She enrolled in her second choice – Dominican, then located on St. Charles Avenue and known for its life-preparing and comprehensive curriculum that taught girls the hard sciences, humanities, fine arts, Latin and home economics.
Ultimately, seven members of her Dominican class of 1956 would enter the Rosaryville convent. This time, the teenager had her family’s approval, her mother having witnessed her daughter’s desire firsthand as Sister Savio nursed her through cancer during a two-year leave from the convent.
“If you see one Dominican, you see one Dominican – you don’t see somebody cut out of a mold; I could be myself,” Sister Savio said of her attraction to the Dominican charism.
“You fit into a community, but you didn’t fade into a community. We each bring whatever gifts we have – and whatever idiosyncrasies – then we try to meld them into the community we live in.”
Passion for good books
Sister Savio received her first teaching assignment in 1962, instructing eighth-grade girls at St. Leo the Great and witnessing the school’s racial integration firsthand, which included the almost overnight departure of 300 white students.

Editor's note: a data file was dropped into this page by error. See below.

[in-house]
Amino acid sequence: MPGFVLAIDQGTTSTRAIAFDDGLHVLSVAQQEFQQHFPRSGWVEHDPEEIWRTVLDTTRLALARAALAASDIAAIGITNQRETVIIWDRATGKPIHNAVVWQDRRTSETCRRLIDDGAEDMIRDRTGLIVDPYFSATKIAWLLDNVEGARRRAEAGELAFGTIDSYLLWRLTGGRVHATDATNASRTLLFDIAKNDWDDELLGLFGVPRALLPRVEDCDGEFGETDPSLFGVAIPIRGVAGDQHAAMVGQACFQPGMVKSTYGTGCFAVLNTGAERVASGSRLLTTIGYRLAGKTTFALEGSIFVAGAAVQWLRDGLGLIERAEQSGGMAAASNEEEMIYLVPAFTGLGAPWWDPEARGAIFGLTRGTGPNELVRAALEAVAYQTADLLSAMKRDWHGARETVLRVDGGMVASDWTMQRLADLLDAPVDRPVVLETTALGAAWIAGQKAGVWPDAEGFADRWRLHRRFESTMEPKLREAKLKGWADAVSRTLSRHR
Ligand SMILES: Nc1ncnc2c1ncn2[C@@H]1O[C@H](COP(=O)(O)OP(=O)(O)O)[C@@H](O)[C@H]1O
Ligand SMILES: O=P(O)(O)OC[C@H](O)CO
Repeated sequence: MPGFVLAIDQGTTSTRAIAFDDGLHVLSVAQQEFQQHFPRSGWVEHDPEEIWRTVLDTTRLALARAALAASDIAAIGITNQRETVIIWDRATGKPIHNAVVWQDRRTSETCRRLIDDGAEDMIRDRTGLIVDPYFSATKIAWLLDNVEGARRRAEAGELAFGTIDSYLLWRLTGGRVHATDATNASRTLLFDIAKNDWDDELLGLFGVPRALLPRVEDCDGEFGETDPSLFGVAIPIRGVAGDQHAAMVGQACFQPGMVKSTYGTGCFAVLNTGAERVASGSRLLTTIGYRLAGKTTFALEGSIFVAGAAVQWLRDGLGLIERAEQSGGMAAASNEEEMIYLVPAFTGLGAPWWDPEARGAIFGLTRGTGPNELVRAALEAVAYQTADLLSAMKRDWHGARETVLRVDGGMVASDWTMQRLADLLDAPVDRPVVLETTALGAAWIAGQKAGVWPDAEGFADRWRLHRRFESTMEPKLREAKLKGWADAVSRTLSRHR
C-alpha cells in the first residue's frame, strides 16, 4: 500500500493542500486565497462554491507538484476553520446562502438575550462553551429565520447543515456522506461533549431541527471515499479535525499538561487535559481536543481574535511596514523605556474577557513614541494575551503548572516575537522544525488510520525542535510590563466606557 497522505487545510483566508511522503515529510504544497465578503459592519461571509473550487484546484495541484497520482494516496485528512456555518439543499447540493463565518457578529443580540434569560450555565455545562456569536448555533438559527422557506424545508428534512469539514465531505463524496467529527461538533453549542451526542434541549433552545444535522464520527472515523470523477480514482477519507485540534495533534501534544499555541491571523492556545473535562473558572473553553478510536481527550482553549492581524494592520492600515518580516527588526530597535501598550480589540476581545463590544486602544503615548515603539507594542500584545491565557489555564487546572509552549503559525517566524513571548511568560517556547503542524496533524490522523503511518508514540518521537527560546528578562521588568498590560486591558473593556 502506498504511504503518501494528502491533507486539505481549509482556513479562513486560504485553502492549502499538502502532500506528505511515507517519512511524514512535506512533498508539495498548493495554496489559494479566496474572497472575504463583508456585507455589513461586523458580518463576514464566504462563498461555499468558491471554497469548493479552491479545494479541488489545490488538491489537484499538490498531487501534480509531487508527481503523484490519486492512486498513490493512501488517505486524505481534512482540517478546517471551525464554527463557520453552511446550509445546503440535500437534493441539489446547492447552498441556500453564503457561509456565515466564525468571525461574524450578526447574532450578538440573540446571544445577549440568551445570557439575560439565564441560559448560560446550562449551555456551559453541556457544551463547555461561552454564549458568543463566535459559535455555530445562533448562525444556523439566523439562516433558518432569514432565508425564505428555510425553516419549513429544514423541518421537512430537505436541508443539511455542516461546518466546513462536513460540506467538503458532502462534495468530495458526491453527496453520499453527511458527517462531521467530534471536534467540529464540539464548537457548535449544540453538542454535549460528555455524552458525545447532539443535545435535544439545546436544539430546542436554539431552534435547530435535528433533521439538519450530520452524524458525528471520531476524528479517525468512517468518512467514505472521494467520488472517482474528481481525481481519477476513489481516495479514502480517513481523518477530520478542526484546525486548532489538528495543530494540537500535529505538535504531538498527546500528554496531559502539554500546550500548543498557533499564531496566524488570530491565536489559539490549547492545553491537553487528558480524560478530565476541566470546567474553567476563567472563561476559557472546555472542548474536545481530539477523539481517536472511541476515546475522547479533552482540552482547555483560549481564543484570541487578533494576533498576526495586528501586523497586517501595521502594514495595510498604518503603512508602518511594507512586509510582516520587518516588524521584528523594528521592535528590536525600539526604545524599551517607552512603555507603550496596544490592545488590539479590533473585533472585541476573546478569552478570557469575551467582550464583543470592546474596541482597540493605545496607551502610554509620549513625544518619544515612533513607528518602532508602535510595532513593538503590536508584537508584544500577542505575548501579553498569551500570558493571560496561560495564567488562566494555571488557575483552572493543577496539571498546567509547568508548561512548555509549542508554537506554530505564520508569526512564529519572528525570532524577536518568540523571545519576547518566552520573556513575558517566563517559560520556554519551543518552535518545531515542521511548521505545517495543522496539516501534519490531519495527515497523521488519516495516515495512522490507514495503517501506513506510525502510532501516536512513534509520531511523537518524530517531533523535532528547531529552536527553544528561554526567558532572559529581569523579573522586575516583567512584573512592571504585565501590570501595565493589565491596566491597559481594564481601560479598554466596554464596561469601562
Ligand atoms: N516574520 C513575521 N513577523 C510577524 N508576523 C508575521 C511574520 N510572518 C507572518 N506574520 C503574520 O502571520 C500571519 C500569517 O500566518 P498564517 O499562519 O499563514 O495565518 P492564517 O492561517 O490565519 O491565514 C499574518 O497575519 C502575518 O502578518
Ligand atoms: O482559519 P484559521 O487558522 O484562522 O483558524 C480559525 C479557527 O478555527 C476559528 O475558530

After completing her undergraduate degree in English education at Dominican College, she was sent to Dominican High, newly headquartered at Walmsley Avenue, “because they needed an English teacher.”
Sister Savio, who also earned two master’s degrees – in English from Indiana University in Bloomington, and in education administration from Loyola – deliberately chose novels that taught idealism and the virtues. So in addition to classics such “A Separate Peace” – selected for its exploration of a friendship between boys of different backgrounds – she also assigned “The Crystal Cave” and “The Hollow Hills,” in which author Mary Stewart traces the journey of the boy who would bring peace to Britain as King Arthur.
“We need some idealism in our lives,” Sister Savio said, listing virtues such as loyalty and care for the poor and marginalized. “(In Arthurian legend) it’s not ‘might makes right’; it’s ‘might makes responsibility,’” she said. “Arthurian legend teaches us that we don’t have gifts and skills just for ourselves; they are to be shared with others.”
She taught Charles Dickens’ “A Tale of Two Cities” for the same reason. Over the years, countless students have said it was Sister Savio’s passion for this book that led them to keep their yellowed copies to this day.